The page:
There’s a special circle of theatrical hell reserved for really bad musicals. Well, actually, there are probably three or four circles of theatrical hell reserved for really bad musicals, simply because there have been a lot of really bad musicals, and really bad musicals are excruciating.

This morning, I received in the mail the newly-released cast recording of one of the all-time worst bad musicals. It even sounds like a bad joke – Out of the Blue, a musical about the bombing of Nagasaki. It played at the Shaftesbury Theatre in London’s West End for about ten minutes in 1994, during which time I was lucky(?!) enough to see it. It was, of course, truly, magnificently awful – the musical bomb to end all bombs, written about the bomb to end all bombs. They tried to stage the detonation of the bomb over Nagasaki via, basically, three very large flashbulbs and dry ice. The central female character was a radiation sickness victim who got a number in which she begged for help in committing suicide. The best (worst?), of course, was saved for last – the finale was a big, bombastic chorus about how we can achieve anything if we “Only Believe”. Yes, in a musical about the bombing of Nagasaki in which a central character dies of radiation sickness. There were even lines about how children are our future. Of course, as with any well-known musical Hindenburg, it has a fan website. Go there at your peril.

So if it’s so bad, why did I buy the recording? I’m a musical theatre and cast album geek, but I’m not a completist – I’m not (and have never been) one of those people who has to buy every new release. There is, though, something intriguing about this show. Partly it’s that the cast recording sat on the shelf for sixteen years before any record company released it. Partly it’s the cast – the material is awful, but the singing is beyond reproach. And partly it’s the sheer, absolute wrong-headedness of the enterprise. Like the musical version of Carrie, the subject matter means that the show sounds like a punchline before you’ve even heard any of it (for the record, I also saw “Carrie”, and it was far better than “Out of the Blue”). It’s not the subject matter that sinks “Out of the Blue”, it’s the writing.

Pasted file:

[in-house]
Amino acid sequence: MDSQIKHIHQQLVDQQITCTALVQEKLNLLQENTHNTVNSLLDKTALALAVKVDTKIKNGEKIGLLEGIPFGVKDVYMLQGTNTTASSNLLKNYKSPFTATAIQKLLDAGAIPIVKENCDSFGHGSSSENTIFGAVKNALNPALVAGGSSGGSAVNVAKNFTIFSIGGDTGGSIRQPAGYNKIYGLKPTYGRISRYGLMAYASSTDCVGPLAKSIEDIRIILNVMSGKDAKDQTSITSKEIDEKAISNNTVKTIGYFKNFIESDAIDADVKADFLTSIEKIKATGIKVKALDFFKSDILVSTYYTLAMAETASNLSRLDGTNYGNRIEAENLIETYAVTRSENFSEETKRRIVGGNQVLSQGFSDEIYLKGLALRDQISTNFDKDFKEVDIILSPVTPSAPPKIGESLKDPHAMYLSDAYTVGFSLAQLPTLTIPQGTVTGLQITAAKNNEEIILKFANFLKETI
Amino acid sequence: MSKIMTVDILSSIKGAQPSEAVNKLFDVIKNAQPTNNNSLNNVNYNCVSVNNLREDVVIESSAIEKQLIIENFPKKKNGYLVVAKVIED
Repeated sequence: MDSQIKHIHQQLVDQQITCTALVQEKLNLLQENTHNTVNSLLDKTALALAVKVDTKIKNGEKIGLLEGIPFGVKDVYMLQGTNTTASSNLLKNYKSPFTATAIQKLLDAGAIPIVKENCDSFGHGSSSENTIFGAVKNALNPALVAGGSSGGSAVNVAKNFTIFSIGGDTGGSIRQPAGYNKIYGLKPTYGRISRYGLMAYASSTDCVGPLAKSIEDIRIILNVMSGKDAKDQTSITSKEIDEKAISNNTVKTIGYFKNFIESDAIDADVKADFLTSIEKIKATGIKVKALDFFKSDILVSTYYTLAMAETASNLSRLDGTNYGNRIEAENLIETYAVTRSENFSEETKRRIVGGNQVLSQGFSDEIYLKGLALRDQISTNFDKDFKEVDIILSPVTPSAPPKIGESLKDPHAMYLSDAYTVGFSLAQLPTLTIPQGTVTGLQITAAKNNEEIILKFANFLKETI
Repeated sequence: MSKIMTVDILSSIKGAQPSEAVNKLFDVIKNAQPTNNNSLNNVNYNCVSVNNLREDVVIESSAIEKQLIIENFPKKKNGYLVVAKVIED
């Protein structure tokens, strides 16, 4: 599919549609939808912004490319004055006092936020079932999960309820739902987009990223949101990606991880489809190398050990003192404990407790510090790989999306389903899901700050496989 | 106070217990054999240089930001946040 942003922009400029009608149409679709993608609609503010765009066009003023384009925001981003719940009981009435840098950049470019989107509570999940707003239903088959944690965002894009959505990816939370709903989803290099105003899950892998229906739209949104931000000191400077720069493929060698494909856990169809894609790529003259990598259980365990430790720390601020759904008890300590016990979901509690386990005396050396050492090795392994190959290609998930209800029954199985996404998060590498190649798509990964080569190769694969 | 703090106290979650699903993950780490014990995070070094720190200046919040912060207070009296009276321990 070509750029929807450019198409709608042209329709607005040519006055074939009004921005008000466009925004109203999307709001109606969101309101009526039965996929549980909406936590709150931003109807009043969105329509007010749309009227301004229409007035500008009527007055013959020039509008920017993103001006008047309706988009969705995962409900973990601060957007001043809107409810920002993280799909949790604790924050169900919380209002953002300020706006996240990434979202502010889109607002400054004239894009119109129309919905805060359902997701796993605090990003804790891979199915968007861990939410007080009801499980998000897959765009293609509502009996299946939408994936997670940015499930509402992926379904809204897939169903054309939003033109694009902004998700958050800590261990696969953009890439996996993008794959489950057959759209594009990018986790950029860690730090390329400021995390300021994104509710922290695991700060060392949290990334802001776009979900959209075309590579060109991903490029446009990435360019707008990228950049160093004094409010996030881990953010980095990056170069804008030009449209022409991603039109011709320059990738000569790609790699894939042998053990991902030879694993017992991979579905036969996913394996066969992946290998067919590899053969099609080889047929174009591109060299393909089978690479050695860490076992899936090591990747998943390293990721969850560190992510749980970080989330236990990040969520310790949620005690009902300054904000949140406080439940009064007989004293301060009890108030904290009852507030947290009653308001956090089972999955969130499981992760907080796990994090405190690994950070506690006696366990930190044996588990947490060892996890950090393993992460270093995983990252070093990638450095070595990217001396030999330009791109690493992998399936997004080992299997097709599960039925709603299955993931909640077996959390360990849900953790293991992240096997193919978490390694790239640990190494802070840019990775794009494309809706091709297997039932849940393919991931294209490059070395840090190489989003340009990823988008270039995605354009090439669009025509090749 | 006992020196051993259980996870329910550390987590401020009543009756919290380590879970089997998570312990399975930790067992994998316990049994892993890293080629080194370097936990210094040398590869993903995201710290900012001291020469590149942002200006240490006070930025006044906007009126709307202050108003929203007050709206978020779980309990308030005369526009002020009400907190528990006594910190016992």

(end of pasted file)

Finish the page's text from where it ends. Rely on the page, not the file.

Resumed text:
The thing is, in some ways you learn more, I think, from plays that don’t work at all – and this show, I’m afraid, doesn’t work at all. “Carrie”, at least, had the mother-daughter numbers, which were genuinely thrilling; “Out of the Blue”, however, managed the nearly unbelievable feat of taking the detonation of an atomic bomb and rendering it dull. The music is sometimes painfully stilted. Shun-Ichi Tokura’s score is pretentious pop opera which, in attempting to set Paul Sand’s tritely conversational lyrics, forgets to blossom into the sort of soaring melodies that characterise the best of the pop operas – apart, that is, from in that grisly uplifting final chorus. It’s never bad exactly, and there’s the odd brief lovely moment, but basically the cast recording is seventy minutes of recitative in search of an actual, complete tune… which puts it head and shoulders above the show, which dragged on for two hours of stage time. Two hours, that is, which flew by like a decade.

Sniping aside, this recording, actually, is a fascinating document. The main reason I bought it, in fact, is a brief musical fragment, heard in each act, called “No Sound” (I know, I know). I’ve had this haunting melody in my head ever since I saw the show, and I wanted to know if I’d remembered it correctly. Unfortunately I hadn’t, and I like the version in my head better than the versions on the CD. Plus, while there are a lot of flop musicals (75%, roughly, of the musical productions mounted on Broadway in any given year fail to return their investment, which is Variety’s definition of a flop), there aren’t very many flop musical in which no structural element is successful, and very few of that subset get recorded. I doubt it’s something I’ll listen to often, but it’s an interesting thing to own. It’s basically a point-by-point primer on how not to write musical theatre, condensed into a 70-minute CD.

The same record company, incidentally, is now taking pre-orders for a rerelease of the cast recording of Mutiny, a 1985 crapfest written by and starring David Essex, with 80s pestilential pop menace and ex-girlfriend of Simon Cowell Sinitta in a supporting role. Am I tempted? God, no. I’m a geek, not a masochist.

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